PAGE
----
There are a lot of people who absolutely love “Anchorman: The Legend of Ron Burgundy”. I’ve heard so many people talk about its hilarity and give it rave reviews. Yet I have stayed away from it for several reasons, mainly Will Ferrell. I know most people love the guy and find him hysterical, but I can only handle his brand of humor in small doses. Another turnoff for me was seeing that “Anchorman” is a Judd Apatow production. Again, I know Apatow’s movies have a big audience but I’m not into his insistent crass and raunchy style. So the question becomes why would I watch this film? Simply put, I’ve been asked about this movie so many times that I felt I should give it an objective look.
Let me get this out of the way first. “Anchorman” isn’t as bad as I feared. In fact it has several clever gags and some laugh-out-loud funny moments. But it also has the same flat and unfunny “humor” that plagues most of Ferrell’s movies. And of course Apatow’s dull raunchy influence is found at different points throughout the film. It’s really a shame because I like good absurdist comedy and “Anchorman” has a lot of that. But there are also several moments where the movie thinks it’s a lot funnier than it actually is. This roller coaster ride between funny and unfunny scenes can be a little taxing.
Ferrell plays Ron Burgundy, a beloved and legendary anchorman for San Diego’s #1 ranked Channel 4 News. His popularity is citywide and he’s considered the big fish in the San Diego news reporting community. He rolls with his news team consisting of his loud and obnoxious sportscaster “Champ” Kind (David Koechner), his fashion-conscience field reporter Brian Fantana (Paul Rudd), and team weatherman Brick Tamland (Steve Carell) who is basically the village idiot and that’s saying something considering the company of clowns he keeps. The four are given a pretty long leash by their boss Ed Harken (Fred Willard) and they spend it partying with newsroom groupies.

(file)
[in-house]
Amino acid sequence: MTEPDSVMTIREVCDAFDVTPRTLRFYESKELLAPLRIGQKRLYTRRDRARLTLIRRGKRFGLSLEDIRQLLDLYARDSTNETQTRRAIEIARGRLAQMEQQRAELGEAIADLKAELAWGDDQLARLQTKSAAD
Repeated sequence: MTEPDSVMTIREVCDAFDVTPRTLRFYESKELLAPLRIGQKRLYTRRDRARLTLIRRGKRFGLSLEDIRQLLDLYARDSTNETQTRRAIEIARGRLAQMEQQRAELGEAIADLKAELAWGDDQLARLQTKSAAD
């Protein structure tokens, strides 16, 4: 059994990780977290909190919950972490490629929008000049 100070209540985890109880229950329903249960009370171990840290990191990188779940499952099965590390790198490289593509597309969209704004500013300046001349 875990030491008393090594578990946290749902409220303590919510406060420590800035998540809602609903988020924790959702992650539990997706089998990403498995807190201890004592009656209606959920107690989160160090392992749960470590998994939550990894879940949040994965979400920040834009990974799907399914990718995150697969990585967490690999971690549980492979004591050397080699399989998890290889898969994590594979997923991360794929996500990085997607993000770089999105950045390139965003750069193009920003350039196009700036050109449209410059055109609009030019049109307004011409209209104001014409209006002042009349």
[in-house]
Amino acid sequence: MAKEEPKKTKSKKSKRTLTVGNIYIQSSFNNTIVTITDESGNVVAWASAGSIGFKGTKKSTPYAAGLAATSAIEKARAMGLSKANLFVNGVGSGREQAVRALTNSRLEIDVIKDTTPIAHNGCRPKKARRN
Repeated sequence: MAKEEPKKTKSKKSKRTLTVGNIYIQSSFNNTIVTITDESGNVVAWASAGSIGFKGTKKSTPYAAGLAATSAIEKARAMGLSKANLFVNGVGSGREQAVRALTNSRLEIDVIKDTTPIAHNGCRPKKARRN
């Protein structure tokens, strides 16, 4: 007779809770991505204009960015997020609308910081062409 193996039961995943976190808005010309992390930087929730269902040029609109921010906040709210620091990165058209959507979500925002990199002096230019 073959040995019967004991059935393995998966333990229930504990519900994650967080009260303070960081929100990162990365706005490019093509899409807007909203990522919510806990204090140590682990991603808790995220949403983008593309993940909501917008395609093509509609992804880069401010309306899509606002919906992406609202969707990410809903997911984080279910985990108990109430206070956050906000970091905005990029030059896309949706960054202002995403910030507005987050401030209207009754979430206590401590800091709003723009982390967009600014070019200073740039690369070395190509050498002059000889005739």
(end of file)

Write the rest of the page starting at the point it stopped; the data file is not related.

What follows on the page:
The film is set in the 1975 and it spends a lot of time spoofing the male-dominated society of the time. Burgundy and company view women as a lesser species whose main purpose is to serve them and their “needs”. Of course their sexism is so insanely over the top that it’s often times quite funny. That sets up quite a clash when these moronic Neanderthals learn that, in the interest of diversity, the station has hired a beautiful news reporter named Veronica Corningstone (Christina Applegate). Ron thinks it’s a ridiculous idea and that there’s no room for women in the news room. But he underestimates Veronica’s tenacity and ambition. He also underestimates her irresistible beauty and charm, and his attraction to her jeopardizes his role as a chauvinistic icon.
Ferrell co-wrote the script and I assume he tried to cater his role to his style of comedy. He has his moments where he’s very funny but there are also several times where his character’s gags land with a thud. Some of his jokes are so shallow and poorly written that they resemble material you would hear during a subpar comedy club’s amateur hour. But Ferrell does provide some good laughs especially when he’s swapping lines with his team. But overall I don’t think he’s the funniest character in the film. For me it was Steve Carell. He’s a complete space cadet and he had me laughing nearly every time he spoke. I also thought Applegate was very good as the straight person in the midst of a ton of lunacy. There’s also some really fun scenes with Willard. He’s a guy that can be very funny if given the right material.
There are several cool touches that make the movie fun. I loved Bill Curtis’ pitch-perfect narration. The hyper-70’s wardrobes and hairstyles are a blast and the whole parody of the 70’s network news scene worked for me. Ferrell and gang play within this period sandbox and they’re clearly having a ton of fun. There are also a host of interesting cameos that pop up along the way. Some work while others are pretty pointless. I also have to tip my hat to Ferrell’s willingness to humiliate himself to get a laugh. It doesn’t always work but more often it does.
“Anchorman” actually attempts to provide some social commentary within its outlandish humor but I don’t think it pulls it off. For me it’s a film better appreciated as an insanely silly and preposterous comedy. That’s not necessarily a bad thing. Unfortunately it’s a terribly uneven film and you have to wade through numerous flat and unfunny jokes to get to the good stuff. It seems that for every hilarious gag “Anchorman” gives you two boring and lazy ones. And of course there’s the Apatow signature toilet humor that’s just as cheap and annoying as in Judd’s other pictures. And it’s really a shame. “Anchorman” has a number of great scenes and I found myself laughing out loud numerous times. Unfortunately I found myself rolling my eyes just as much.